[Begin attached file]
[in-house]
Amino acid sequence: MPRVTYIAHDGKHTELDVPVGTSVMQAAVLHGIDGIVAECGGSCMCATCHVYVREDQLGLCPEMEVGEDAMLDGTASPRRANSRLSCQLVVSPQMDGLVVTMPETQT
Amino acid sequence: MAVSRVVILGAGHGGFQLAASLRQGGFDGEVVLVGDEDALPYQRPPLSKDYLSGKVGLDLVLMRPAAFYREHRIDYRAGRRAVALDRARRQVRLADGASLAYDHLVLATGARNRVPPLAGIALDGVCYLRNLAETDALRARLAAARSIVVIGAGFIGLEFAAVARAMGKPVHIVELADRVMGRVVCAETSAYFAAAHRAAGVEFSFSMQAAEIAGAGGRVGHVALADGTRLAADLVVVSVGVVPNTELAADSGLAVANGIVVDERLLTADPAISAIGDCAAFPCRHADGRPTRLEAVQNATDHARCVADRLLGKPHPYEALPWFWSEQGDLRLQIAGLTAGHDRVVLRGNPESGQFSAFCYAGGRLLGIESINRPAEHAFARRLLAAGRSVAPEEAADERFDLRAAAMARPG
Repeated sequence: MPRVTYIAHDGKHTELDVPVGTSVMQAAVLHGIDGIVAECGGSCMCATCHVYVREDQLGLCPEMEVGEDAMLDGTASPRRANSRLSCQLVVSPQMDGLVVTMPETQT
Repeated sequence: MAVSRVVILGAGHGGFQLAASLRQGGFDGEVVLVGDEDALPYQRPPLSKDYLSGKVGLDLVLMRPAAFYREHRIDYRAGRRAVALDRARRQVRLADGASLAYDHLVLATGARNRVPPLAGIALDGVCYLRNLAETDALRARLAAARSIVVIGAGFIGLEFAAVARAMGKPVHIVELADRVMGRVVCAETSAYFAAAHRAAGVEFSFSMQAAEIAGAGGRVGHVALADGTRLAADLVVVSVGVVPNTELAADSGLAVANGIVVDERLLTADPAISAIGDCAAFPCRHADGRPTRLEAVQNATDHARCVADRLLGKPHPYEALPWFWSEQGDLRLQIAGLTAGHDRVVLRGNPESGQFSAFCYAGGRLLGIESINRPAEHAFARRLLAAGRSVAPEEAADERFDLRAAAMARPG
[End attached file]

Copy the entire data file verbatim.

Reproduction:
[in-house]
Amino acid sequence: MPRVTYIAHDGKHTELDVPVGTSVMQAAVLHGIDGIVAECGGSCMCATCHVYVREDQLGLCPEMEVGEDAMLDGTASPRRANSRLSCQLVVSPQMDGLVVTMPETQT
Amino acid sequence: MAVSRVVILGAGHGGFQLAASLRQGGFDGEVVLVGDEDALPYQRPPLSKDYLSGKVGLDLVLMRPAAFYREHRIDYRAGRRAVALDRARRQVRLADGASLAYDHLVLATGARNRVPPLAGIALDGVCYLRNLAETDALRARLAAARSIVVIGAGFIGLEFAAVARAMGKPVHIVELADRVMGRVVCAETSAYFAAAHRAAGVEFSFSMQAAEIAGAGGRVGHVALADGTRLAADLVVVSVGVVPNTELAADSGLAVANGIVVDERLLTADPAISAIGDCAAFPCRHADGRPTRLEAVQNATDHARCVADRLLGKPHPYEALPWFWSEQGDLRLQIAGLTAGHDRVVLRGNPESGQFSAFCYAGGRLLGIESINRPAEHAFARRLLAAGRSVAPEEAADERFDLRAAAMARPG
Repeated sequence: MPRVTYIAHDGKHTELDVPVGTSVMQAAVLHGIDGIVAECGGSCMCATCHVYVREDQLGLCPEMEVGEDAMLDGTASPRRANSRLSCQLVVSPQMDGLVVTMPETQT
Repeated sequence: MAVSRVVILGAGHGGFQLAASLRQGGFDGEVVLVGDEDALPYQRPPLSKDYLSGKVGLDLVLMRPAAFYREHRIDYRAGRRAVALDRARRQVRLADGASLAYDHLVLATGARNRVPPLAGIALDGVCYLRNLAETDALRARLAAARSIVVIGAGFIGLEFAAVARAMGKPVHIVELADRVMGRVVCAETSAYFAAAHRAAGVEFSFSMQAAEIAGAGGRVGHVALADGTRLAADLVVVSVGVVPNTELAADSGLAVANGIVVDERLLTADPAISAIGDCAAFPCRHADGRPTRLEAVQNATDHARCVADRLLGKPHPYEALPWFWSEQGDLRLQIAGLTAGHDRVVLRGNPESGQFSAFCYAGGRLLGIESINRPAEHAFARRLLAAGRSVAPEEAADERFDLRAAAMARPG